Mission San Antonio de Padua

Mission San Antonio is off the beaten path. It’s #3 in the Mission chain (1771) and is housed on what was once Randolph Hearst’s private land (though technically the Mission came to California long before the Hearst Family). Because of its remote location, this Mission gives you a good sense of what it would be like to live in California during the early 1800s. California’s first Catholic wedding occurred here.

To get to the site we had to pass through the gates of the Hunter-Legget Military Reservation… which consists of miles and miles of combat training facilities with strange/random twists in the road that keep you away from the base. Hunter-Legget was constructed in the 1940s as a training facility for troops during the Second World War and depending on what’s happening at the Base, you may not be able to access the Mission.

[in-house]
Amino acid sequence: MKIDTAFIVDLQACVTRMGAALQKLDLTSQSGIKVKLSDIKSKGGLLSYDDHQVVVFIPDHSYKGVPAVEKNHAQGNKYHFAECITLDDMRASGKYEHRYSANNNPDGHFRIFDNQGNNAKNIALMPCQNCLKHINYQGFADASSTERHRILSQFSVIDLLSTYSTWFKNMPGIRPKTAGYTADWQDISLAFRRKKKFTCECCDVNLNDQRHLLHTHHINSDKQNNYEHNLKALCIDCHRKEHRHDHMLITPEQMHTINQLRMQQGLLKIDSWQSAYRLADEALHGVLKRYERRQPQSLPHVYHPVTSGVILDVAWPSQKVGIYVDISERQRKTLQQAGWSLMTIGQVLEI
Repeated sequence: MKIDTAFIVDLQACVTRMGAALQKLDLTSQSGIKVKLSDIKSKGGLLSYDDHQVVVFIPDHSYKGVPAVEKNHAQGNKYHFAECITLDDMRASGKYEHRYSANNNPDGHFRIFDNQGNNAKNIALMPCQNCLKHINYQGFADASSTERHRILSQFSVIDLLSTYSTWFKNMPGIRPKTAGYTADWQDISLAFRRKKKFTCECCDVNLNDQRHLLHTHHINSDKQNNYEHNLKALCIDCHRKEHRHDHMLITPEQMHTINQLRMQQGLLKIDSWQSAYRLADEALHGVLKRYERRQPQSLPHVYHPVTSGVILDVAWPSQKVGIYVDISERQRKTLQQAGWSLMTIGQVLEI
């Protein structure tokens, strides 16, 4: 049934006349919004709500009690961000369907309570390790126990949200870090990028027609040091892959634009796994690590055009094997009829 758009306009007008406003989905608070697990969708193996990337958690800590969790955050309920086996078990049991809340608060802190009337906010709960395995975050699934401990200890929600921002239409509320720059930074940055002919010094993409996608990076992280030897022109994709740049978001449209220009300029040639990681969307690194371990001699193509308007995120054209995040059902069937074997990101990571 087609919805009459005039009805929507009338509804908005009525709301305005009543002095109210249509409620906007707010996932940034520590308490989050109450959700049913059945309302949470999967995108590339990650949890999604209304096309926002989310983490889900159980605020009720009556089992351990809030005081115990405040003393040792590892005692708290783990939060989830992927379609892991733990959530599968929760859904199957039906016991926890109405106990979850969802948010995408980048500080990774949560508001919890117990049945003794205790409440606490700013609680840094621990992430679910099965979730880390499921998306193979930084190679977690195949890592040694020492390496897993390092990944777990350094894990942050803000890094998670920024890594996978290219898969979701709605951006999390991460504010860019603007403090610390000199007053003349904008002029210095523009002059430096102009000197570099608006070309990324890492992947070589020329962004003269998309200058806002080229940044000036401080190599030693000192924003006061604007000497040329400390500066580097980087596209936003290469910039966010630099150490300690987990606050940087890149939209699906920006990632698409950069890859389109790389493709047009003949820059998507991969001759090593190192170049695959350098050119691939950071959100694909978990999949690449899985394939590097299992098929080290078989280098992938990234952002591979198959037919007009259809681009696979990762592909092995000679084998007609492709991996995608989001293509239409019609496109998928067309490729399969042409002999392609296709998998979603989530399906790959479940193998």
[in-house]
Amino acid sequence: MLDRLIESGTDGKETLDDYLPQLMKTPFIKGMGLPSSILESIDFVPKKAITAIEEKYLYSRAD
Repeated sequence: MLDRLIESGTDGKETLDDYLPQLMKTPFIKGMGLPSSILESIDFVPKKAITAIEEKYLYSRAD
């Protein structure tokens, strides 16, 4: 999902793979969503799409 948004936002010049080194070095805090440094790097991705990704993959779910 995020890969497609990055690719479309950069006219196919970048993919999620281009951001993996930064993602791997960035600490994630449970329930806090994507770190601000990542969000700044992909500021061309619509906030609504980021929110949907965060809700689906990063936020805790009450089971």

Once at the building, we immediately found instructions on preventing snake bites pasted to the Mission wall. Rattlers and other poisonous varieties are pretty common in the area. We saw no snakes… but the mere thought of running into a rattler or even a harmless gopher snake prevented us from exploring the walls of the old barracks in our flip flops.

The lizards that lay baking in the sun were exciting enough… but not as entertaining as a pair of cats lounging in the shade who loved the exuberant attention they received from an 8-year old.

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